Hundreds of Thousands March for Immigrant Rights Immigration law protests continue around the country, even as the Senate bill to change the law is stalled in Congress. Marches over the weekend took place in many cities, including Dallas, San Diego and Miami. More are planned for Monday, including a large rally in Washington, D.C.
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Hundreds of Thousands March for Immigrant Rights

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Hundreds of Thousands March for Immigrant Rights

Hundreds of Thousands March for Immigrant Rights

Hundreds of Thousands March for Immigrant Rights

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Immigration law protests continue around the country, even as the Senate bill to change the law is stalled in Congress. Marches over the weekend took place in many cities, including Dallas, San Diego and Miami. More are planned for Monday, including a large rally in Washington, D.C.

Middle school students Maria Mancera, Cindy Roque and Magaly Mancera hold U.S. flags as they watch protesters at the Mega March on City Hall in Dallas on Sunday. Jensen Walker/Getty Images hide caption

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Jensen Walker/Getty Images

Middle school students Maria Mancera, Cindy Roque and Magaly Mancera hold U.S. flags as they watch protesters at the Mega March on City Hall in Dallas on Sunday.

Jensen Walker/Getty Images

RENEE MONTAGNE, Host:

NPR's Jennifer Ludden reports.

JENNIFER LUDDEN: LULAC President, Hector Flores, took on the issue before the crowd in Dallas.

HECTOR FLORES: There were 19 people that attacked our country. None of them had the name of Rodriguez, Martinez, Flores, Gonzalez.

(SOUNDBITE OF CROWD CHEERING)

FLORES: But, most certainly, many of the dead that are coming back from Iraq do have the names of Gonzalez, Martinez, Flores.

LUDDEN: In San Diego, Gabby Romero(ph) marched with her husband, Rigoberto(ph), a U.S. citizen and an Iraqi war vet.

GABBY ROMERO: He served the country, and I'm a criminal.

LUDDEN: Romero's parents brought her here illegally when she was a child. She fears a crackdown could force her back to a country she doesn't know.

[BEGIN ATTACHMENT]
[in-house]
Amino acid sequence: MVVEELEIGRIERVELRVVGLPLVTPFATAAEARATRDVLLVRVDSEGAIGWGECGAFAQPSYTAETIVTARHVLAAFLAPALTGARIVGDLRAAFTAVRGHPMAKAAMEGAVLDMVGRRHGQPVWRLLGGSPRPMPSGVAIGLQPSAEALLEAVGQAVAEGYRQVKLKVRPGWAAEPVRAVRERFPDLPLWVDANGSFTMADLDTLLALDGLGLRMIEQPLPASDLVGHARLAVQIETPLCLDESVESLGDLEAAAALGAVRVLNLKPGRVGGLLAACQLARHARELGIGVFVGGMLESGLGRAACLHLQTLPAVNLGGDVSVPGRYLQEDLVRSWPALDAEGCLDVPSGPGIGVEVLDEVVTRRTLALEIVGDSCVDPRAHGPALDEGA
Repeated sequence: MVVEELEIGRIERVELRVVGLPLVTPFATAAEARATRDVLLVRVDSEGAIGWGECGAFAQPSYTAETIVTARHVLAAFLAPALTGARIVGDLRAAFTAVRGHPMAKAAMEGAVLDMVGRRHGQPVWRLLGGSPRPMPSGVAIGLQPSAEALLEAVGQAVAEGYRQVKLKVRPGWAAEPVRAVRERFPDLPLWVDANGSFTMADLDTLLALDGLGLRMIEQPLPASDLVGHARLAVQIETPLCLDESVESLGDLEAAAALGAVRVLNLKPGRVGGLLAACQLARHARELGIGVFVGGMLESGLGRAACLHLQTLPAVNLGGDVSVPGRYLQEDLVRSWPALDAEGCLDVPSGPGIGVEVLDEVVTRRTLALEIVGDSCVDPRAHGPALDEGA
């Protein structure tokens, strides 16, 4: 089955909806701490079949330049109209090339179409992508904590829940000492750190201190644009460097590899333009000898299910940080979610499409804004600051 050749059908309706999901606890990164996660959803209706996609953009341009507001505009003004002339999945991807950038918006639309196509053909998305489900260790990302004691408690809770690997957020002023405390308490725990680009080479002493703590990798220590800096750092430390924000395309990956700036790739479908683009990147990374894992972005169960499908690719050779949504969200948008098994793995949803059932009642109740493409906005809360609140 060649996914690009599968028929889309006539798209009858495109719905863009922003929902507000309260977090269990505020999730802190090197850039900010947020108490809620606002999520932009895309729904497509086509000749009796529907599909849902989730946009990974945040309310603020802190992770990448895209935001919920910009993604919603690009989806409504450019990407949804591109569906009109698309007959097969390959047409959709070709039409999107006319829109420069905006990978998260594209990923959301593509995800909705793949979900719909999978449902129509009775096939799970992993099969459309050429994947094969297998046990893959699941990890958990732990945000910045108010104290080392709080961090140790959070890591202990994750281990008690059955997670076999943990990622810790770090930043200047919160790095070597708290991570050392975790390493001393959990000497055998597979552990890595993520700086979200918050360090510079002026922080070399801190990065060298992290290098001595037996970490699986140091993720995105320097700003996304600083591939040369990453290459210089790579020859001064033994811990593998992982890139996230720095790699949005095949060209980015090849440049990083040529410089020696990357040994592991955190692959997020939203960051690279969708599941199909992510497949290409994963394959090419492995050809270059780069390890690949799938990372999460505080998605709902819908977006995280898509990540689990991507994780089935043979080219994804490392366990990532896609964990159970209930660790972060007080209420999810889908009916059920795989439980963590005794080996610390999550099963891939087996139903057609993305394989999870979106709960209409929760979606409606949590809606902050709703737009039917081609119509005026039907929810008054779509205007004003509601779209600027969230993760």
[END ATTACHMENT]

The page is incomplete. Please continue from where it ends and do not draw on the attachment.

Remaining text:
ROMERO: So, they should really think about what they're doing because everybody here loves America. We're not here to terrorize it. We're--we love America. We are part of America.

LUDDEN: On the other side of the country, at a Miami protest, Orlando Fernandez(ph) came out, even though, as a Cuban, he has legal status. Fernandez says everyone should be concerned with how illegal workers are treated in this country.

ORLANDO FERNANDEZ: I've seen it. They work for minimum salary, even lower than minimum salary, and the conditions are very harsh. And they don't have any rights, and they're abused. And, I mean, at this point, it will be very unfair that they are kicked out.

LUDDEN: The wave of support has been a jolt of energy for the Latino community. Ilana Dubester is organizing a rally today in the small town of Siler City, N.C. She says Mexicans and others have moved in there in large numbers in the past 15 years, recruited by poultry plants, textile mills and furniture manufacturers. They're about a third of the population, but Dubester says they have no role in local government and have never before asserted themselves this way.

ELENA DUBESTER: It has given confidence. And, you know, folks here--our community here is--basically are telling us it's about time you all put something together like this. You know, we've been waiting for it.

LUDDEN: In Washington, D.C., organizer Jaime Contreras even wants African-Americans to join in, and he's tapped Hollywood for support.

JAIME CONTRERAS: We actually have Danny Glover recording a PSA for us, if you can believe that, who's going to be airing in the English- speaking radio stations and media in the area. And we have been talking to the youth in the schools, both Latino and African-American, to come around this issue and unite around this issue because, obviously, we know that there is a lot of misunderstanding, a lot of misperceptions, if you will.

LUDDEN: Jennifer Ludden, NPR News, Washington.

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